If we do find alien life, what kind will it be?

Three lines of evidence point to the idea of complex, multicellular alien life being a wild goose chase. But are we clever enough to know?

Credit: "Mars Attacks!" / Warner Bros
  • Everyone wants to know if there is alien life in the universe, but Earth may give us clues that if it exists it may not be the civilization-building kind.
  • Most of Earth's history shows life that is single-celled. That doesn't mean it was simple, though. Stunning molecular machines were being evolved by those tiny critters.
  • What's in a planet's atmosphere may also determine what evolution can produce. Is there a habitable zone for complex life that's much smaller than what's allowed for microbes?
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Astrophysicists find rare star spinning backwards

A unique star system where exoplanets orbit their star backwards located by researchers.

Illustration: Christoffer Grønne.
  • Astrophysicists find a very rare system with two exoplanets orbiting their star backwards.
  • The star system K2-290 is 897 light years away.
  • In our Solar System, all the planets revolve in the same direction as the rotation of the Sun.
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Astronomers detect signs of "galactic cannibalism"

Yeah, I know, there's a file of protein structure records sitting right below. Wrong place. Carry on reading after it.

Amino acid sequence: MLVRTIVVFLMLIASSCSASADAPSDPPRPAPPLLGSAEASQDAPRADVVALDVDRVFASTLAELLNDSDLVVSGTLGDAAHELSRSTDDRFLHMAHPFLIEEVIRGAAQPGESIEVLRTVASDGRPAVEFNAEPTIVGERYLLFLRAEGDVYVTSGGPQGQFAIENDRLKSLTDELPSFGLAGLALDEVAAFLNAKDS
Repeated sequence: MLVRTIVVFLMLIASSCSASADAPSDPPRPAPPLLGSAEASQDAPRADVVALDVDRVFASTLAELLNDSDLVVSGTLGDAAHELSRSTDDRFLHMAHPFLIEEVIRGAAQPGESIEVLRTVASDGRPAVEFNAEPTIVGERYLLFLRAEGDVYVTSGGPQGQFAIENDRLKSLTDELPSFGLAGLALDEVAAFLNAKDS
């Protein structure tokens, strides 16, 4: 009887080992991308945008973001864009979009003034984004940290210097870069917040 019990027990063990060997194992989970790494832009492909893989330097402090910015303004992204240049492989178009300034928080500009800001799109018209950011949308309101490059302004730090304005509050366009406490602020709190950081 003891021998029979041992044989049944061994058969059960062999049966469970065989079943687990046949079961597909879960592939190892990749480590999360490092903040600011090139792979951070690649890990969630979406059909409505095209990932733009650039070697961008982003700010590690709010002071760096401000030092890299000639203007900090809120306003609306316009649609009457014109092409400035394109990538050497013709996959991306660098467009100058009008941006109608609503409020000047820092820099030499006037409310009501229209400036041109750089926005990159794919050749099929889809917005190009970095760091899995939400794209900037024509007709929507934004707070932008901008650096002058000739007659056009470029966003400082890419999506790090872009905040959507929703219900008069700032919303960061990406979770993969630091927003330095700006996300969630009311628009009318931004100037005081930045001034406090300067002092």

One galaxy may have eaten one of its slightly smaller, more primitive neighbors.

Photo by Jeremy Thomas on Unsplash
The Milky Way is surrounded by dozens of dwarf galaxies that are thought to be relics of the very first galaxies in the universe.
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Astronomers figure out why some galaxies are missing dark matter

A new study found the possible reason why some dwarf galaxies appear to not have dark matter.

Credit: NASA, ESA, and M. Livio and the Hubble 20th Anniversary Team (STScI)
  • A new paper presents a possible reason for why some dwarf galaxies appear to be missing dark matter.
  • The researchers at the University of California, Riverside ran cosmological simulations to find the answers.
  • They discovered some galaxies were stripped of dark matter through extreme tidal loss.
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Video: Here's what it's like to orbit the moon in real time

Artist Seán Doran recently created more than eight hours of high-definition video using images captured by Japan's SELENE lunar orbiter.

Credit: Seán Doran
  • In 2007, Japan's SELENE lunar orbiter, better known as Kaguya, became the first orbiter to capture high-definition images of the moon.
  • Kaguya's images helped scientists create a highly detailed topography of the lunar surface.
  • Artist Seán Doran synthesized and polished the Kaguya images to simulate what it's like to orbit the moon in real time.
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